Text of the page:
Relations between the British Transport Police and LU station staff have been somewhat strained of late. There’s a widespread feeling on the job that the BTP don’t take staff assaults seriously. This feeling was exacerbated by the news, reported in Tubeworker last month, that BTP officers conducted a covert operation at Piccadilly Circus, where they effectively spied on staff and undertook acts of antisocial behaviour in order to “gauge staff reaction”. Despite this less-than-collaborative relationship, many station staff feel like we should have more BTP officers on our stations.
Meanwhile, mainline train companies have been trialling wearable body cameras for station staff, in an effort to reduce assaults. There have previously been body-camera trials for LU staff too, including revenue inspectors and station staff at a few locations.
What to make of all of this? Are camera and more cops the answer to antisocial behaviour?
Tubeworker urges caution. As the Piccadilly Circus incident shows, the BTP can hardly be trusted to help us out, even when they are present. The police aren’t reliable allies. The police as an institution has a specific social role; when we strike, it's the police that come to restrict our ability to picket effectively. They're there to protect property far more than people.
We do want the police to respond quickly when called, and process our reports seriously and efficiently. But flooding our stations with cops will create a nervy, tense atmosphere for passengers and staff. If anything it could lead to more antisocial behaviour.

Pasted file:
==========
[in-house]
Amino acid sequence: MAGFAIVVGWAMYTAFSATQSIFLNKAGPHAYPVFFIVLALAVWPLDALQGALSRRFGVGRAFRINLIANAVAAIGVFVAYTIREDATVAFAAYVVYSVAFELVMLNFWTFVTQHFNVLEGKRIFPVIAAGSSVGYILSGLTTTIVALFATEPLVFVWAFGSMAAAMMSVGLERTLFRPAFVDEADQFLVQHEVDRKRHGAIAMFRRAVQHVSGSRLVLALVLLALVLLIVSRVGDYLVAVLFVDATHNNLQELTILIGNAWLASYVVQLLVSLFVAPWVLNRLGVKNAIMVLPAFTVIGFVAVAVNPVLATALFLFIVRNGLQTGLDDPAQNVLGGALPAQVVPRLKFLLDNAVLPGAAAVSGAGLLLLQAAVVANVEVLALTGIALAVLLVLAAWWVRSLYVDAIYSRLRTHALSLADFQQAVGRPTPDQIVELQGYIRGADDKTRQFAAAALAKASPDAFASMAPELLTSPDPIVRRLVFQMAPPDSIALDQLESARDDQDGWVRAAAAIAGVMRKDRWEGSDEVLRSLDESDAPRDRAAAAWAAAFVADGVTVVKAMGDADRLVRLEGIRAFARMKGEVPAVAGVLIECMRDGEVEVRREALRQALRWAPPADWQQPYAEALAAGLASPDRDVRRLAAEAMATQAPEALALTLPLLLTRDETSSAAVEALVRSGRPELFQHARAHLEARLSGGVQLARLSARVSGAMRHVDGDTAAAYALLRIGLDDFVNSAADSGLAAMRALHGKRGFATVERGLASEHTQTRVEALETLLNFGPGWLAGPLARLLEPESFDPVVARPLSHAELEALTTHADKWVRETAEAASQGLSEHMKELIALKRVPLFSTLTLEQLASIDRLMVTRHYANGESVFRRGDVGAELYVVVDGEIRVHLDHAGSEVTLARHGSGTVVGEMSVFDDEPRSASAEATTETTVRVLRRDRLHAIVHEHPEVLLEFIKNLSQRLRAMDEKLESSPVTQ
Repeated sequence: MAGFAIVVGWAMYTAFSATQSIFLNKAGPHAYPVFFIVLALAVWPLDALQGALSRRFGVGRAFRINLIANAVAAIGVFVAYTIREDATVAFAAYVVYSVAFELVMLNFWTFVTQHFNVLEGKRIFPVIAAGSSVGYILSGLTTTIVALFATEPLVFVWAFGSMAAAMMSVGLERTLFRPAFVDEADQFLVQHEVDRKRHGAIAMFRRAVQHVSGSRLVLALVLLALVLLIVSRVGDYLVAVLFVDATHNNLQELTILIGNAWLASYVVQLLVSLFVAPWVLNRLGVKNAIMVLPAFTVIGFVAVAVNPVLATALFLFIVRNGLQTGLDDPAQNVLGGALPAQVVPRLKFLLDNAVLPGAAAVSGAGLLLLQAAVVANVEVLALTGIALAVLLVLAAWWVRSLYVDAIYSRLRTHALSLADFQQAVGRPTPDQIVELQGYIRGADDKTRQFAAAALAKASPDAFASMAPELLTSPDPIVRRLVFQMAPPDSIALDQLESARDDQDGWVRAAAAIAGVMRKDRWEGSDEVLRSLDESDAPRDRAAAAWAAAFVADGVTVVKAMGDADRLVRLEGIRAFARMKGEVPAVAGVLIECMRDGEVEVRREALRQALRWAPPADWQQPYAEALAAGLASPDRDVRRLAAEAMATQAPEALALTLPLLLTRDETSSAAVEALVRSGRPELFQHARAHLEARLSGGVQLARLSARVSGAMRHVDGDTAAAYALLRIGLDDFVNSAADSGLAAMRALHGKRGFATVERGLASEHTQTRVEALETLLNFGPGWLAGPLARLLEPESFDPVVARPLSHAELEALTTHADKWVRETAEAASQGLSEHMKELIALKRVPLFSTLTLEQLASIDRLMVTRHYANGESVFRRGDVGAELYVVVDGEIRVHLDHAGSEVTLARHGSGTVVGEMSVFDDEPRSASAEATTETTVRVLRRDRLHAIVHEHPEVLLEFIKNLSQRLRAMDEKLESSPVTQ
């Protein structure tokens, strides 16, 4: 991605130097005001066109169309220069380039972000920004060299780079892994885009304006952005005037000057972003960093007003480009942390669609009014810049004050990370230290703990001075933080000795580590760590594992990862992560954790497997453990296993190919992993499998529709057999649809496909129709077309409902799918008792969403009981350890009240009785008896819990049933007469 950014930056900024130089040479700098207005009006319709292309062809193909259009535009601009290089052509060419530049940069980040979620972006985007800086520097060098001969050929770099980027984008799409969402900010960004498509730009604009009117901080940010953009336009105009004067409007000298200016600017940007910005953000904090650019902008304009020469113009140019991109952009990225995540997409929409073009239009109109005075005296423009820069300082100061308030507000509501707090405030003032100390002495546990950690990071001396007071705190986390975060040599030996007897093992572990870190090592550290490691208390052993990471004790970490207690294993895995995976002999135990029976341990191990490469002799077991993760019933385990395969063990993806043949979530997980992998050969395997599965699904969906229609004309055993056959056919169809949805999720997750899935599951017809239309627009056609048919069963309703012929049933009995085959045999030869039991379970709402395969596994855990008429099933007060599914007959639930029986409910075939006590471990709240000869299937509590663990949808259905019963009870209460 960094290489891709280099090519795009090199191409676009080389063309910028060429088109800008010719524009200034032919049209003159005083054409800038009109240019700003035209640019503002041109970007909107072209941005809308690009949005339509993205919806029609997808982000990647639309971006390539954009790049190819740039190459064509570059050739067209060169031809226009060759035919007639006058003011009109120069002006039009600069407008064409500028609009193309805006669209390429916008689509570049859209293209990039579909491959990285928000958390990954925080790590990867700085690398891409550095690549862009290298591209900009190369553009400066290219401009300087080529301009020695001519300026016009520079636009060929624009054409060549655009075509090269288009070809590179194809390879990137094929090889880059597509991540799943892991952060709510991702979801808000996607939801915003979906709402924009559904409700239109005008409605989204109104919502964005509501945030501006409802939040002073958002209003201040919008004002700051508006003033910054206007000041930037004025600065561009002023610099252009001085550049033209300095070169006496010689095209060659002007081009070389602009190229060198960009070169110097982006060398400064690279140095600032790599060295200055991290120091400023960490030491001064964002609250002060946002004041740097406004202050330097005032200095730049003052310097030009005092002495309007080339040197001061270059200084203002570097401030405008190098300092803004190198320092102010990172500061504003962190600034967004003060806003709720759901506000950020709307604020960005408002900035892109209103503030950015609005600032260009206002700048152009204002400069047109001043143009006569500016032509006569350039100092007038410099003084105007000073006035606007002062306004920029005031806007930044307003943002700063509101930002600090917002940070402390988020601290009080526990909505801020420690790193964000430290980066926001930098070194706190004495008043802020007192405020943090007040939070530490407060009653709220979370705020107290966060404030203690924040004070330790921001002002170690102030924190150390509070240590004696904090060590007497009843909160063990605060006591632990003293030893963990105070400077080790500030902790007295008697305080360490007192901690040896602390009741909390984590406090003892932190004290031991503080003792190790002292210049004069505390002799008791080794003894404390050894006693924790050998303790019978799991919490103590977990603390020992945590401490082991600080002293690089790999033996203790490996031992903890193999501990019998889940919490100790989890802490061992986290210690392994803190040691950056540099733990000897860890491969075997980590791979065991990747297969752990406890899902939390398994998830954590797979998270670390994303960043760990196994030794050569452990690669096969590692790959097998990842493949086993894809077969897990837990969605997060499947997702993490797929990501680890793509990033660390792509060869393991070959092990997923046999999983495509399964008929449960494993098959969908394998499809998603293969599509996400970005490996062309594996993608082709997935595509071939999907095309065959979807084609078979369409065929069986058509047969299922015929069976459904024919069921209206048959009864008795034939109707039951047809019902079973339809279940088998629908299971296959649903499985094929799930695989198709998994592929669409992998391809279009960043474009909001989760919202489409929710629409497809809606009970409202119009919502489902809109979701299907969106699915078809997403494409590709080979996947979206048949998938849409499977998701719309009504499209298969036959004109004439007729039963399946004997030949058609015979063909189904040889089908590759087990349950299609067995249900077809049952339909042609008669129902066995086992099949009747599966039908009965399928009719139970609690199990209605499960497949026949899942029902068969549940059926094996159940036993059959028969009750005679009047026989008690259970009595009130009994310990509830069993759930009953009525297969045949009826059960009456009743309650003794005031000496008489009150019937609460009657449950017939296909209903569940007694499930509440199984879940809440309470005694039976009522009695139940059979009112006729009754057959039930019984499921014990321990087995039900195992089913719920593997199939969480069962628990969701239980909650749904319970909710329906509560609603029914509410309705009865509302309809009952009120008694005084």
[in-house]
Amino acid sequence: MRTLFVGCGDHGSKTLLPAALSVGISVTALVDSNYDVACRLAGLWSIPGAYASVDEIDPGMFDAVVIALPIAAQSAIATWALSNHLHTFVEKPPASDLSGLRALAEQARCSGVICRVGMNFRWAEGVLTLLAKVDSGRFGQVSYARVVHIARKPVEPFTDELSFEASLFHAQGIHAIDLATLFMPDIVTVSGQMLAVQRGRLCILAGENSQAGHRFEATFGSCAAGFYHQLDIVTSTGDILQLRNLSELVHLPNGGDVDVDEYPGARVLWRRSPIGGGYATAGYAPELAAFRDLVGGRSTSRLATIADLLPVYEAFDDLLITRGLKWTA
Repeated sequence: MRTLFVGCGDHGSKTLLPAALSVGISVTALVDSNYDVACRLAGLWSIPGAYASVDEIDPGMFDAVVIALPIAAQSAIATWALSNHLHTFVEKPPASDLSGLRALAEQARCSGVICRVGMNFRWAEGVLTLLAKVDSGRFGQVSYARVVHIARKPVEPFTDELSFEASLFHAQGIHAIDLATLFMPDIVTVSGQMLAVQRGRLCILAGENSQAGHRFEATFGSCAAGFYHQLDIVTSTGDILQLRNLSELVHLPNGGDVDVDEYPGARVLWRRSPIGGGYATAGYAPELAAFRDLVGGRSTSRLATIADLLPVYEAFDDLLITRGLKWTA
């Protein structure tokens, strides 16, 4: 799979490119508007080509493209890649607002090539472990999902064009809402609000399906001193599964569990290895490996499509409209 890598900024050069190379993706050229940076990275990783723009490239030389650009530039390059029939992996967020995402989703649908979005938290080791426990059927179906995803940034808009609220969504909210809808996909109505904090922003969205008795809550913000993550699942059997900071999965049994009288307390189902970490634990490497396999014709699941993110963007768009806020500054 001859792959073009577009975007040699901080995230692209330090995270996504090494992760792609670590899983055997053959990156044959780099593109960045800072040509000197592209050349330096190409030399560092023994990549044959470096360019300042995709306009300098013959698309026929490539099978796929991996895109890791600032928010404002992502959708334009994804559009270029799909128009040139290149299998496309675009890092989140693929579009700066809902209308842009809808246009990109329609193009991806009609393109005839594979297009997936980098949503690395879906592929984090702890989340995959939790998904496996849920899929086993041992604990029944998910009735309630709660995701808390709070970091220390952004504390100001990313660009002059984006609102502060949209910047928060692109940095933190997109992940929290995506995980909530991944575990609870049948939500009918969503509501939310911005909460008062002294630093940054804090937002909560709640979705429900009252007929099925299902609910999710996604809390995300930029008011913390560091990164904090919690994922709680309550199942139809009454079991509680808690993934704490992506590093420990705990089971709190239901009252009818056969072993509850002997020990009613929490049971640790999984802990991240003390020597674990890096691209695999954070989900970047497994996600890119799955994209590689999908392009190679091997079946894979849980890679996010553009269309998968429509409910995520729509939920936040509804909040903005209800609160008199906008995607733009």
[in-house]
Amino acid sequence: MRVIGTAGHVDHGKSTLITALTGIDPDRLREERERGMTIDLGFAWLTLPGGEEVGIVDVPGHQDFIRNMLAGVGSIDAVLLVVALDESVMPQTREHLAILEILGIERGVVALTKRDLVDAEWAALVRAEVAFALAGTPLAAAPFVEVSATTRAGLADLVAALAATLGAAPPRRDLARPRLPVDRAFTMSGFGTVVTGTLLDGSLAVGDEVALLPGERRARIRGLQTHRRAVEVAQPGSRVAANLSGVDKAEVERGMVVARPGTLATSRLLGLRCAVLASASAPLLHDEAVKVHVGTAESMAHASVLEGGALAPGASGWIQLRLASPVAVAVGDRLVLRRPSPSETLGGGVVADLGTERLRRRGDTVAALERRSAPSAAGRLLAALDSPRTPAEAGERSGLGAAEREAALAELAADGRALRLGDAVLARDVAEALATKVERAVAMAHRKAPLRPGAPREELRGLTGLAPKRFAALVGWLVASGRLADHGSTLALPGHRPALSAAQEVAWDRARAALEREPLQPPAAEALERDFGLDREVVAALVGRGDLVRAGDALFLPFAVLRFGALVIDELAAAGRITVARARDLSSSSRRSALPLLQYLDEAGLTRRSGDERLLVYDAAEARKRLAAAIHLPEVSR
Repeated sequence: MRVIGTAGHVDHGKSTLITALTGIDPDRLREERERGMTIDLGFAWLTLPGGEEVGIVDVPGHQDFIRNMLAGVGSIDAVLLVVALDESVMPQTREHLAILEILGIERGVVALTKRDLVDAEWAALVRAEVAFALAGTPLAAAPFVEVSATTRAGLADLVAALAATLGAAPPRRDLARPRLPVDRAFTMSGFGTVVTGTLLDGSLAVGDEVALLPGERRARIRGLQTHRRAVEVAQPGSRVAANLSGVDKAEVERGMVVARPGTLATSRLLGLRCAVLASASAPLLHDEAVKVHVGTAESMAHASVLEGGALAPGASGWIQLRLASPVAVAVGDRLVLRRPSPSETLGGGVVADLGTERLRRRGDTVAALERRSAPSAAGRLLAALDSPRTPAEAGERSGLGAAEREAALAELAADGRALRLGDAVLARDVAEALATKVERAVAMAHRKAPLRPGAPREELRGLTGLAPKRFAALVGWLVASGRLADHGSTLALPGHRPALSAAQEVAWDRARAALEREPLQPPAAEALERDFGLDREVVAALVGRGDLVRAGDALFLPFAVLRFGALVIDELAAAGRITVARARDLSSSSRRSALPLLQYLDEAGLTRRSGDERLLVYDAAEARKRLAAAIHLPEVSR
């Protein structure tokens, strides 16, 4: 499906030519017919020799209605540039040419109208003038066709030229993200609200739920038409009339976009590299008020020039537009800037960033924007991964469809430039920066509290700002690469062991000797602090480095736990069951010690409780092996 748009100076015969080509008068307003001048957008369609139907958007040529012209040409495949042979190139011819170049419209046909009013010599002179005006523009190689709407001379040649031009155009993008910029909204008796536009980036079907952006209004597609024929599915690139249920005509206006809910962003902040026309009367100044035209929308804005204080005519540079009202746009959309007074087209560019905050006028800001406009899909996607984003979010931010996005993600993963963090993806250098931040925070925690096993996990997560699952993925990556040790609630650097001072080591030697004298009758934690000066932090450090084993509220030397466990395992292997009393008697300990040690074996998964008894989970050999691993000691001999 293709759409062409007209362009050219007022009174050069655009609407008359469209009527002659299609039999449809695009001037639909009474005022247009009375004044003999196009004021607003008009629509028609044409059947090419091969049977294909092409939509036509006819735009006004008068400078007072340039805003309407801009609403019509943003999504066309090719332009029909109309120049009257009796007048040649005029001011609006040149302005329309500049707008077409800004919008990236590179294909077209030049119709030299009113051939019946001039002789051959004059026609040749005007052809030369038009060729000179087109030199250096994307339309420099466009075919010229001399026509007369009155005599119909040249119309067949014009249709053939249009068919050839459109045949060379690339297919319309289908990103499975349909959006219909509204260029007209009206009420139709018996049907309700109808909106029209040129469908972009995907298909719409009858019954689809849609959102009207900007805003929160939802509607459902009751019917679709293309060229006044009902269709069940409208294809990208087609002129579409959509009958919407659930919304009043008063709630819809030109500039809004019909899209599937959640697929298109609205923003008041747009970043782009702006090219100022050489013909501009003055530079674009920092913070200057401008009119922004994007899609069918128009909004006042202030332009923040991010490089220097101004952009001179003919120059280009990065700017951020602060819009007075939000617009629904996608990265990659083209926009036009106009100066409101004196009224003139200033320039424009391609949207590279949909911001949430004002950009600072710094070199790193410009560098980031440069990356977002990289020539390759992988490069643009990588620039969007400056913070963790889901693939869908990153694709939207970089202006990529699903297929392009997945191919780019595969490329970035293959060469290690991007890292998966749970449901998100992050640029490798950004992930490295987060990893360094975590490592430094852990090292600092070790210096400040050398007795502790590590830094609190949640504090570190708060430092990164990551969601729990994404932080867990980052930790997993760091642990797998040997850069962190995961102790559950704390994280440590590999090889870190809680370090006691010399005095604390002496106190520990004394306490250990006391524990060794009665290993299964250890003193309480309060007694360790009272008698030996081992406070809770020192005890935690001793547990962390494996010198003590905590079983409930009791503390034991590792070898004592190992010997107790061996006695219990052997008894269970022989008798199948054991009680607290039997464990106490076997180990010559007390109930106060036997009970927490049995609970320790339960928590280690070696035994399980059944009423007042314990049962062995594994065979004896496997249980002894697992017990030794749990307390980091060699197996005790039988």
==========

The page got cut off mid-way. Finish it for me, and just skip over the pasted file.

LU tells us it's our responsibility to de-escalate situations that could lead to assaults. Fine, but in that case we need to be supported in doing that by our employer - not via tokenistic workshops, but by improving our terms and conditions. We'll be much more level-headed if we're not fatigued from constant extreme shifts and lone working. The mixed messages from the company are starting to grate: they, rightly, tell us not to intervene with fare evaders, but are also now insisting we shepherd customers with Code 36s on their Oysters over to the POMs to top up, thereby potentially putting ourselves in danger. And remember, LU has consistently cut the number of Revenue Control Inspectors (RCIs).
Bodycams are a big risk, too. We’re railway workers, not bouncers. And do we want to expand a surveillance culture where all interactions are monitored and recorded? Issuing staff with wearable cameras would normalise assaults as part of the job. It says to staff, "you should expect to get assaulted; at least you can record it while it's happening".
We believe the key thing we need to reduce staff assaults is more staff. Having an increased staff presence makes us all safer, improves customer services (so the passengers are less pissed off!), and would reduce or eliminate lone working.